New Orleans Police Were Ordered To Shoot Looters After Katrina
New reports indicate that New Orleans Police were given orders to shoot looters amid the chaos after Hurricane Katrina hit the city. Fortunately, that never happened.
Five years after Hurricane Katrina, the New Orleans Times-Picyaune has an incredibly disturbing report alleging that police officers were told to shoot looters in the wake of the storm:
In the chaotic days after Hurricane Katrina, an order circulated among New Orleans police authorizing officers to shoot looters, according to present and former members of the New Orleans Police Department.
It’s not clear how broadly the order was communicated. Some officers who heard it say they refused to carry it out. Others say they understood it as a fundamental change in the standards on deadly force, which allow police to fire only to protect themselves or others from what appears to be an imminent physical threat.
The accounts of orders to “shoot looters,” “take back the city” or “do what you have to do” are fragmentary. It remains unclear who originated them or whether they were heard by any of the officers involved in shooting 11 civilians in the days after Katrina. Thus far, no officers implicated in shootings have used the order as an explanation for their actions. Only one of the people shot by police — Henry Glover — was allegedly stealing goods at the time he was shot.
Still, current and former officers said the police orders — taken together with tough talk from top public officials broadcast over the airwaves — contributed to an atmosphere of confusion about how much force could be used to combat looting.
In one instance captured on a grainy videotape shot by a member of the force, a police captain relayed the instructions at morning roll call to cops preparing for the day’s patrols.
“We have authority by martial law to shoot looters,” Capt. James Scott told a few dozen officers in a portion of the tape viewed by reporters. Scott, then the commander of the 1st District, is now captain of the special operations division.
Another police captain, Harry Mendoza, told federal prosecutors last month that he was ordered by Warren Riley, then the department’s second-in-command, to “take the city back and shoot looters.” A lieutenant who worked for Mendoza, Mike Cahn III, said he remembered the scene similarly and would testify about it under oath if asked.
As the paper said in an editorial also published today, this revelation is disturbing on a whole variety of levels:
It’s hard to fathom that revelations about New Orleans police abuses around the time of Katrina could grow more disturbing. After all, 18 current and former officers have been accused of killing innocent civilians or of covering up the crimes — with more charges expected.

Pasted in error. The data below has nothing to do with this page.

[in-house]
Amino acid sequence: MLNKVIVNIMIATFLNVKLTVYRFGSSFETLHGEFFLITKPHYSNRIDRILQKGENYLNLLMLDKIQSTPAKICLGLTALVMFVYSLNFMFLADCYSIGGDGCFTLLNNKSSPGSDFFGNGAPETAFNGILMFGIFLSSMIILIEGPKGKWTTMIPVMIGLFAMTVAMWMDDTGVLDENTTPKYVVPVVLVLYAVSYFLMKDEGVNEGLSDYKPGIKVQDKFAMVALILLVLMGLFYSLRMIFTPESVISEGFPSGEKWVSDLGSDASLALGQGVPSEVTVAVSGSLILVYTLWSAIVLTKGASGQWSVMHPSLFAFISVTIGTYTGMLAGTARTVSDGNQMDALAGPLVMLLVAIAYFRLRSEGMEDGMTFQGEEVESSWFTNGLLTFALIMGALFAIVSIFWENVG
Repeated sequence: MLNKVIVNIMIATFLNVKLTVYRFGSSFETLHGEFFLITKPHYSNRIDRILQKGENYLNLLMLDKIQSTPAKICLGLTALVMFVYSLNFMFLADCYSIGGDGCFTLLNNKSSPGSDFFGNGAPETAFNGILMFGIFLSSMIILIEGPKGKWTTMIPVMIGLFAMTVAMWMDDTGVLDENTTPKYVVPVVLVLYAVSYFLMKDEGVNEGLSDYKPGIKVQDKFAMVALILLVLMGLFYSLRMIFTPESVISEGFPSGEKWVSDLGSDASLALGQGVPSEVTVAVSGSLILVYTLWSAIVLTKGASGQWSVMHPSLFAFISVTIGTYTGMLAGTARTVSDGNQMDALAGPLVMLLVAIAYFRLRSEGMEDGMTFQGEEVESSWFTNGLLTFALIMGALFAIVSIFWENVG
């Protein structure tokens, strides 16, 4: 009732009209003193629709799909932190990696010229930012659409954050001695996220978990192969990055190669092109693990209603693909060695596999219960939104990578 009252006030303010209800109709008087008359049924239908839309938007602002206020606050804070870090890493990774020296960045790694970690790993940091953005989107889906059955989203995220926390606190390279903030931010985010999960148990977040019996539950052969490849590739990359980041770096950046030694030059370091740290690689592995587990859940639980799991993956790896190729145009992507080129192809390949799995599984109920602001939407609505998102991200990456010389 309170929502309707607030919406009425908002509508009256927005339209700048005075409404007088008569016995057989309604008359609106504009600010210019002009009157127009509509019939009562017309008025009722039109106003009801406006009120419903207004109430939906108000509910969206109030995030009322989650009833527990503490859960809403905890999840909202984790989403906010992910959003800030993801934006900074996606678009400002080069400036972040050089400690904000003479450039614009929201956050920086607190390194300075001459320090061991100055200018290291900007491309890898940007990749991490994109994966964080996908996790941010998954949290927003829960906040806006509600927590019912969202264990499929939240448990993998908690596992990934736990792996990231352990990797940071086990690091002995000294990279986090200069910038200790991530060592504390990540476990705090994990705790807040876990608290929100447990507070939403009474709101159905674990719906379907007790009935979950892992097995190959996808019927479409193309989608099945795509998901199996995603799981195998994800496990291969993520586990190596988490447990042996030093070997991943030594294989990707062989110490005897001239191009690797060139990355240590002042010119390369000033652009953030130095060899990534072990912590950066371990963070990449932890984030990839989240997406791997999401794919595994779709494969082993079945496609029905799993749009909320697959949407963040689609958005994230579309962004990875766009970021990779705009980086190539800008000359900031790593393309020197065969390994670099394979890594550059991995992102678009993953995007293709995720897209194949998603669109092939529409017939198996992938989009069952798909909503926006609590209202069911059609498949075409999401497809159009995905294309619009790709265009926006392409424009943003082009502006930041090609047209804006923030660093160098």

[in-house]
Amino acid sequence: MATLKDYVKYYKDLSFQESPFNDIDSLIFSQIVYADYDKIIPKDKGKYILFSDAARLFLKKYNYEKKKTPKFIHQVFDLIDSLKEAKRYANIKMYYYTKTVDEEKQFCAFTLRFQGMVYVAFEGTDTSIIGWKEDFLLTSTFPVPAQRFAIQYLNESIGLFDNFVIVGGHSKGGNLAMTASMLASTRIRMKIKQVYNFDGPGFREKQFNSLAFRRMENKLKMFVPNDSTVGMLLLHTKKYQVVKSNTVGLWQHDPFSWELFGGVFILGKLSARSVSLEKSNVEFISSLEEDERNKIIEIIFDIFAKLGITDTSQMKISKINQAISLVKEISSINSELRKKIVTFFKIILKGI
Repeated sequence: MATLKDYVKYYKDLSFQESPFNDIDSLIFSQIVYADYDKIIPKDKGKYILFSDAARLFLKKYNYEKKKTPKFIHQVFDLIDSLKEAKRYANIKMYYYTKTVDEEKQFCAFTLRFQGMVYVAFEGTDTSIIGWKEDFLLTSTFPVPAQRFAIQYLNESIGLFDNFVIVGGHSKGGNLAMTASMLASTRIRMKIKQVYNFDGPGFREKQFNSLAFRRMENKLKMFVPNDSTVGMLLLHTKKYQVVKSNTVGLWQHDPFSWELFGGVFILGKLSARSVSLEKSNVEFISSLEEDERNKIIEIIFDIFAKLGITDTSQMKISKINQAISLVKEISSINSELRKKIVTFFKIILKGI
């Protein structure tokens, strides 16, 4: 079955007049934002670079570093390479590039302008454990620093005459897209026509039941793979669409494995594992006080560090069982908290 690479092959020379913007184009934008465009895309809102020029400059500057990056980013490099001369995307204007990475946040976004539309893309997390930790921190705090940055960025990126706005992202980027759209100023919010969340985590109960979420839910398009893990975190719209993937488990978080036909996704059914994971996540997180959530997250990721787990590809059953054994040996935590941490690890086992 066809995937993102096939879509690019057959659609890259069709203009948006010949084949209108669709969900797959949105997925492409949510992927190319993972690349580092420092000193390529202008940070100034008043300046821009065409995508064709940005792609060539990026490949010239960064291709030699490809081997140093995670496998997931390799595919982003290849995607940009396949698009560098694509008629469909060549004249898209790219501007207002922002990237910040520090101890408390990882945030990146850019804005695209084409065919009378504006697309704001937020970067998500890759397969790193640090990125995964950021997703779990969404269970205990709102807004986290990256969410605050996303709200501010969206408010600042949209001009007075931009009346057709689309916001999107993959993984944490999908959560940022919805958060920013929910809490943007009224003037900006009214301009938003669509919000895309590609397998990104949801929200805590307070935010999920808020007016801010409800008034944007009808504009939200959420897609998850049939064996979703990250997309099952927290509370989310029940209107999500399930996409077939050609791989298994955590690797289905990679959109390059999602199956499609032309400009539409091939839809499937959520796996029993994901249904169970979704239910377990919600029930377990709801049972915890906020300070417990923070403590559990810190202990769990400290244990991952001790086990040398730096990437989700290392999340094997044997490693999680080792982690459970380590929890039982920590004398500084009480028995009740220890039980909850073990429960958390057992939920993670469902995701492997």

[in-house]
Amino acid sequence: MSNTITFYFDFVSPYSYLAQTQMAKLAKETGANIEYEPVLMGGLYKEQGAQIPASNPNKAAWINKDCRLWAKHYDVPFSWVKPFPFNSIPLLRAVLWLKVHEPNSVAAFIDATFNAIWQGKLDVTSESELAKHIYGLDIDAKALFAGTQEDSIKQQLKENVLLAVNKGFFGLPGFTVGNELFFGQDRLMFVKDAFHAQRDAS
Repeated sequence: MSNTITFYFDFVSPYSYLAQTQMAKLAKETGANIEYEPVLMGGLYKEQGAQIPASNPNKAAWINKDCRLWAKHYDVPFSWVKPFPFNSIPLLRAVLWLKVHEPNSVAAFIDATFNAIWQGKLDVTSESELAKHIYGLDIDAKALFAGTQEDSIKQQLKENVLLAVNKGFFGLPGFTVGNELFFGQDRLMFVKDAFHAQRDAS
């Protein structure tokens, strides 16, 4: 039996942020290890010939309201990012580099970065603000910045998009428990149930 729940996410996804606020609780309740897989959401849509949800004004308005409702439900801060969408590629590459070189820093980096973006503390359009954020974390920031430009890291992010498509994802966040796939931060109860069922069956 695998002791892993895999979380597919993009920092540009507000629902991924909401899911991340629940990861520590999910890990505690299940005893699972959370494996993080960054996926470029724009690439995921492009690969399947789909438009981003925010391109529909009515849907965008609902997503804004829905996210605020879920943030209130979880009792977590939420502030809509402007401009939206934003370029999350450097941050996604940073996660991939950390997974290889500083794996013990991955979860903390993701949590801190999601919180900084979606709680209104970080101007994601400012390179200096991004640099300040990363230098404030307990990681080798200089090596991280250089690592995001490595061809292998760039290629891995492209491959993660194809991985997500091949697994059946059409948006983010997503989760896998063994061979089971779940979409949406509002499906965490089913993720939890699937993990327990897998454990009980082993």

But the allegations that some high-ranking officials in the department gave orders to “shoot all looters” are alarming — and it’s good that federal investigators appear to be examining those claims.
Several current and former police officers said the order to shoot looters circulated widely in the department during the chaotic days after the storm. Some officers said they refused to follow it or to pass it along. But others said they understood it as a fundamental shift in policy, which normally allows officers to use deadly force only to protect themselves or others from what appears to be an imminent physical threat.
That’s how it should have remained. Coupled with the breakdown in the department’s command, any order that suggested a relaxing of the rules could have contributed to the rogue behavior by some officers.
The Police Department faced daunting challenges during the storm, and many of its members performed heroically. An officer, Kevin Thomas, was shot in the head.
But those chaotic conditions would not justify anyone in the department deciding that officers could shoot people just for stealing.
Indeed not, and the fact that such orders were apparently circulated even on a minimal basis is a reflection of just how unprepared the City of New Orleans was for the scale of the disaster that struck at the end of August 2005, and just how little control the New Orleans Police Department, which was already weakened by the fact that many of its own officers left the city ahead of the storm rather than standing their posts. This report also provides further evidence of just how far into anarchy the city had descended during those days in August and September. When the police start viewing the public as their enemy rather than the people they serve, then any hope for order is essentially lost.
One hopes that we can look at what happened in New Orleans and learn from it, rather than just repeating the same mistakes all over again the next time disaster hits.